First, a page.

How to lessen your impact on the environment by starting with your waste

The opportunity for transformation is in the smallest of actions. While we campaign for large scale changes from corporations and governments to get their act together, we as individuals can contribute with small but impactful changes.

Words by Louis Oliver
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he term "zero waste" can seem a little overwhelming and quite unachievable when you're making a conscious effort to minimise the negative impact you're making on the environment. While the goal of zero waste to prevent sending things to the landfill, we also need a radical shift for the right infrastructure and legislation to enable us to reach such goals.

There are, however, good things that we can do in the meantime to slow the rate things are thrown into the landfill and reduce waste entirely. Zero waste isn't a finite goal; it's an infinite lifestyle choice of making small but impactful changes that make a significant impact on our consumerist decisions.

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1. Say no to single-use.

Start by making your zero waste survival kit. Get yourself a reusable bottle, coffee cup (if that's your thing) and lunch box—this can also be a plastic container you already have, which is the foundation of zero waste, repurposing. Pack them in your bag, so you're always prepared. You might want to pack cutlery if you're on the go.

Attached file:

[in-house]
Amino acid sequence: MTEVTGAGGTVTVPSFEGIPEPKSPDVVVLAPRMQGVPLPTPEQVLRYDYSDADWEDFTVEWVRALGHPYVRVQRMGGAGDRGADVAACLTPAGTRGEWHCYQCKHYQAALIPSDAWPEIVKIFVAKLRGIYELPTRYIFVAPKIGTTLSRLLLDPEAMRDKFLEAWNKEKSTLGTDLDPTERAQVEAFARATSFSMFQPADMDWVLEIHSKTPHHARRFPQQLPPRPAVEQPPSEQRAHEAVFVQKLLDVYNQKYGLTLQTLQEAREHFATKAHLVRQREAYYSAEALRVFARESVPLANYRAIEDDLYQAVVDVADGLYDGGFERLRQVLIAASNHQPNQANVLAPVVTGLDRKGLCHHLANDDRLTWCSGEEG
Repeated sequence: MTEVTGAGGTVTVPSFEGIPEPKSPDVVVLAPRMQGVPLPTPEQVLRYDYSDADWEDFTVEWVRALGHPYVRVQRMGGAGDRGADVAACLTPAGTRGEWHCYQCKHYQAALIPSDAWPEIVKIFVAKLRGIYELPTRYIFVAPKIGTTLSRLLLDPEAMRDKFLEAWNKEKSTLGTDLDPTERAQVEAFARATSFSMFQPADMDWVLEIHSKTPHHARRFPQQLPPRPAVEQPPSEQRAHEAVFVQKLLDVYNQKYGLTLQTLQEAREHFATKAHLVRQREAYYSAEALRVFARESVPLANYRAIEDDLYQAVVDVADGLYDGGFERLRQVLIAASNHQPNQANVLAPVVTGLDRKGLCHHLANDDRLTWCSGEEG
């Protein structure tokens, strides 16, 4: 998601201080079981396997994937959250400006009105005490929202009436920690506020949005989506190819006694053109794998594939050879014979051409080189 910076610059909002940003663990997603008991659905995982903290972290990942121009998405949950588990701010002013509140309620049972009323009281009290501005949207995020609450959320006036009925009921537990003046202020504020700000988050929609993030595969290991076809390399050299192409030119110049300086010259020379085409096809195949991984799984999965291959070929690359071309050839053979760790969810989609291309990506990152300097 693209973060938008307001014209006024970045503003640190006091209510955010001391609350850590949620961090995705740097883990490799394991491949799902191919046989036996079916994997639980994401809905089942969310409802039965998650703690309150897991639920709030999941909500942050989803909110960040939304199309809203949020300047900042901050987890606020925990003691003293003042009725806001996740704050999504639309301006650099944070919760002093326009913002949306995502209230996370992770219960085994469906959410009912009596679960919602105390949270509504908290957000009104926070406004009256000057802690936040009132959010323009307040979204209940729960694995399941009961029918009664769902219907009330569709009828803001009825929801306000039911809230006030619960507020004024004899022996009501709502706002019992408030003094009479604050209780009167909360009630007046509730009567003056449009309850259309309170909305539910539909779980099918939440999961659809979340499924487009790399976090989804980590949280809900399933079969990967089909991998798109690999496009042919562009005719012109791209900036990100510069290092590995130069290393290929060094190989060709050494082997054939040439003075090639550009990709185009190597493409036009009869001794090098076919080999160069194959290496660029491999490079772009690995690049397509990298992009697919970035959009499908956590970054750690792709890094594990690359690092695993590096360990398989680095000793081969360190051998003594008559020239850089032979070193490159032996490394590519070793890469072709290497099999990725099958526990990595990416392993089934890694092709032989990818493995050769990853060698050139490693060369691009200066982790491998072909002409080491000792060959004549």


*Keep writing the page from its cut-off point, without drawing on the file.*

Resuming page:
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2. Always be prepared.

My reusable cotton bag is always hanging on my kitchen door hosting a range of produce bags so I can take comfort in knowing that I won't get caught off-guard when I come across loose items when shopping. My rucksack also has my reusable coffee cup, water bottle and cutlery for when I'm out and about.

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3. Get naked.

When shopping, go for loose groceries, soap, fruit and veg. Anything that's not wrapped in plastic or has some packaging. I'm quite fortunate that I live near shops that have plenty of package-free options for which I'm grateful. If your options are limited, do what you can. Opt-in for packing made from paper, cardboard or metals—these materials can be repurposed or recycled.

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4. Use what you have.

As consumers, it's quite easy to pick up a new interest and feel like we need to buy-in to it to become a part of it. The truth is if you have a plastic water bottle stored away, use it to fill water on the go. Put some of your homes cutlery in a cloth napkin and reuse an old take away container for your lunch. It's all about repurposing.

5. Be easy on yourself.

Changing your mindset and becoming a conscious consumer comes with a lot of challenges, and it doesn't come without some small sacrifices—but nothing ever comes easy, does it? A habit I made over time was asking myself "can this be repurposed or reused?" before making a purchase or throwing something away in the bin.